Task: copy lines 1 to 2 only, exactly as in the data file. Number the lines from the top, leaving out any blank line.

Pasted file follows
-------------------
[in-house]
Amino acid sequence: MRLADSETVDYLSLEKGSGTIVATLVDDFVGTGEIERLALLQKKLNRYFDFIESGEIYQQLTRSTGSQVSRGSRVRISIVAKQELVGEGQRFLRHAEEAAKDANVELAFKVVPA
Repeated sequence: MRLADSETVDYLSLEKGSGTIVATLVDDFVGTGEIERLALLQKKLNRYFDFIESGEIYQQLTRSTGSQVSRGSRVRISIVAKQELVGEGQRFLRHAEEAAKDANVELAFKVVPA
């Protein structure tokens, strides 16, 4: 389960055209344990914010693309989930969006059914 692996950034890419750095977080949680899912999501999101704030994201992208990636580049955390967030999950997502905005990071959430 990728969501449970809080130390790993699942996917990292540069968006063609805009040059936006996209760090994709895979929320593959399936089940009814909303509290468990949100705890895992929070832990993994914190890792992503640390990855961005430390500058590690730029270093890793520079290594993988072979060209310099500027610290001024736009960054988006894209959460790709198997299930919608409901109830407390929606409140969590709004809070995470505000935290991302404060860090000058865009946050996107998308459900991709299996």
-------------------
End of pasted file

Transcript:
[in-house]
Amino acid sequence: MRLADSETVDYLSLEKGSGTIVATLVDDFVGTGEIERLALLQKKLNRYFDFIESGEIYQQLTRSTGSQVSRGSRVRISIVAKQELVGEGQRFLRHAEEAAKDANVELAFKVVPA